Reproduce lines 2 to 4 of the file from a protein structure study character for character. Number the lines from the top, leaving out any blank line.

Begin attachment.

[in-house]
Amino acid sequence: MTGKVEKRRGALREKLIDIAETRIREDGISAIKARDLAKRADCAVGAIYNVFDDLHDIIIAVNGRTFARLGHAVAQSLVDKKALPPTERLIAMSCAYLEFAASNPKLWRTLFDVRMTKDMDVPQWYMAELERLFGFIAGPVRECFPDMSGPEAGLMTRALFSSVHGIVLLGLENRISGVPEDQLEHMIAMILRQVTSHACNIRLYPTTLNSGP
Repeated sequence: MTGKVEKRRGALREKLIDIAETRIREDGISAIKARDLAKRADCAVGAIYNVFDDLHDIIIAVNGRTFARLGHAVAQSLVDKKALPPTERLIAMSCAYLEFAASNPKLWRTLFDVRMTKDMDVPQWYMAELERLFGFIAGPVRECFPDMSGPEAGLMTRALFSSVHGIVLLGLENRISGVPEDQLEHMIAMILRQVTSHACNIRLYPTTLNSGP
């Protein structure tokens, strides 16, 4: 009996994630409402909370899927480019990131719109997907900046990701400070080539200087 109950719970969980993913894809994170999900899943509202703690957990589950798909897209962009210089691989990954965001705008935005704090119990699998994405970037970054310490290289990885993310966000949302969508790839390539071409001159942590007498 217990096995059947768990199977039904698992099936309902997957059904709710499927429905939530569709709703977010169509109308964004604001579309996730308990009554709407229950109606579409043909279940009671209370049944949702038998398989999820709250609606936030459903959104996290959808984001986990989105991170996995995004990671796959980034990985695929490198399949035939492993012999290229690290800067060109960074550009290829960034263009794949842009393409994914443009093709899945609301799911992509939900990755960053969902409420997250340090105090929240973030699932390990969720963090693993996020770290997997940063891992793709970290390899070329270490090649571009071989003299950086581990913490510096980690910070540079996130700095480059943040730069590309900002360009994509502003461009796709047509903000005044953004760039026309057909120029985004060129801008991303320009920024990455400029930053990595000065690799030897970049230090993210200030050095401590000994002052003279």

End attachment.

Amino acid sequence: MTGKVEKRRGALREKLIDIAETRIREDGISAIKARDLAKRADCAVGAIYNVFDDLHDIIIAVNGRTFARLGHAVAQSLVDKKALPPTERLIAMSCAYLEFAASNPKLWRTLFDVRMTKDMDVPQWYMAELERLFGFIAGPVRECFPDMSGPEAGLMTRALFSSVHGIVLLGLENRISGVPEDQLEHMIAMILRQVTSHACNIRLYPTTLNSGP
Repeated sequence: MTGKVEKRRGALREKLIDIAETRIREDGISAIKARDLAKRADCAVGAIYNVFDDLHDIIIAVNGRTFARLGHAVAQSLVDKKALPPTERLIAMSCAYLEFAASNPKLWRTLFDVRMTKDMDVPQWYMAELERLFGFIAGPVRECFPDMSGPEAGLMTRALFSSVHGIVLLGLENRISGVPEDQLEHMIAMILRQVTSHACNIRLYPTTLNSGP
């Protein structure tokens, strides 16, 4: 009996994630409402909370899927480019990131719109997907900046990701400070080539200087 109950719970969980993913894809994170999900899943509202703690957990589950798909897209962009210089691989990954965001705008935005704090119990699998994405970037970054310490290289990885993310966000949302969508790839390539071409001159942590007498 217990096995059947768990199977039904698992099936309902997957059904709710499927429905939530569709709703977010169509109308964004604001579309996730308990009554709407229950109606579409043909279940009671209370049944949702038998398989999820709250609606936030459903959104996290959808984001986990989105991170996995995004990671796959980034990985695929490198399949035939492993012999290229690290800067060109960074550009290829960034263009794949842009393409994914443009093709899945609301799911992509939900990755960053969902409420997250340090105090929240973030699932390990969720963090693993996020770290997997940063891992793709970290390899070329270490090649571009071989003299950086581990913490510096980690910070540079996130700095480059943040730069590309900002360009994509502003461009796709047509903000005044953004760039026309057909120029985004060129801008991303320009920024990455400029930053990595000065690799030897970049230090993210200030050095401590000994002052003279």